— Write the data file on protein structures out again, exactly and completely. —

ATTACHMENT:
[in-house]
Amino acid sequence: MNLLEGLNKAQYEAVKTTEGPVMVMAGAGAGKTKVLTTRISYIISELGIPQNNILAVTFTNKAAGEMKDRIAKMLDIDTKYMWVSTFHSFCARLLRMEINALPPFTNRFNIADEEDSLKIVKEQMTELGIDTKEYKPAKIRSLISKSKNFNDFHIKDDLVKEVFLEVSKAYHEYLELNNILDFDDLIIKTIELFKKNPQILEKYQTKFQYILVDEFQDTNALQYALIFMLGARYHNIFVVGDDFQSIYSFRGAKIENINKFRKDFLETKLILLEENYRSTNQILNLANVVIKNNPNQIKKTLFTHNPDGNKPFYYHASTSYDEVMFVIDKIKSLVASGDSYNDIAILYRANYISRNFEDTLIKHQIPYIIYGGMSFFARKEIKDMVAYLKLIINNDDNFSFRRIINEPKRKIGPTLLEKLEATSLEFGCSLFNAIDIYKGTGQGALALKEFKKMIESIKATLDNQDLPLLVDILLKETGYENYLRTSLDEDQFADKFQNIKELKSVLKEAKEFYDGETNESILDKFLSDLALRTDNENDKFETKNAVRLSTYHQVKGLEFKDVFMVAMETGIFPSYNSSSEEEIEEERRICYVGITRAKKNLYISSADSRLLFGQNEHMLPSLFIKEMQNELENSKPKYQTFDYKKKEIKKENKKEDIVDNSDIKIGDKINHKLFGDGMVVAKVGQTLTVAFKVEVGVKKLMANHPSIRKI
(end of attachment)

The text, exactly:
[in-house]
Amino acid sequence: MNLLEGLNKAQYEAVKTTEGPVMVMAGAGAGKTKVLTTRISYIISELGIPQNNILAVTFTNKAAGEMKDRIAKMLDIDTKYMWVSTFHSFCARLLRMEINALPPFTNRFNIADEEDSLKIVKEQMTELGIDTKEYKPAKIRSLISKSKNFNDFHIKDDLVKEVFLEVSKAYHEYLELNNILDFDDLIIKTIELFKKNPQILEKYQTKFQYILVDEFQDTNALQYALIFMLGARYHNIFVVGDDFQSIYSFRGAKIENINKFRKDFLETKLILLEENYRSTNQILNLANVVIKNNPNQIKKTLFTHNPDGNKPFYYHASTSYDEVMFVIDKIKSLVASGDSYNDIAILYRANYISRNFEDTLIKHQIPYIIYGGMSFFARKEIKDMVAYLKLIINNDDNFSFRRIINEPKRKIGPTLLEKLEATSLEFGCSLFNAIDIYKGTGQGALALKEFKKMIESIKATLDNQDLPLLVDILLKETGYENYLRTSLDEDQFADKFQNIKELKSVLKEAKEFYDGETNESILDKFLSDLALRTDNENDKFETKNAVRLSTYHQVKGLEFKDVFMVAMETGIFPSYNSSSEEEIEEERRICYVGITRAKKNLYISSADSRLLFGQNEHMLPSLFIKEMQNELENSKPKYQTFDYKKKEIKKENKKEDIVDNSDIKIGDKINHKLFGDGMVVAKVGQTLTVAFKVEVGVKKLMANHPSIRKI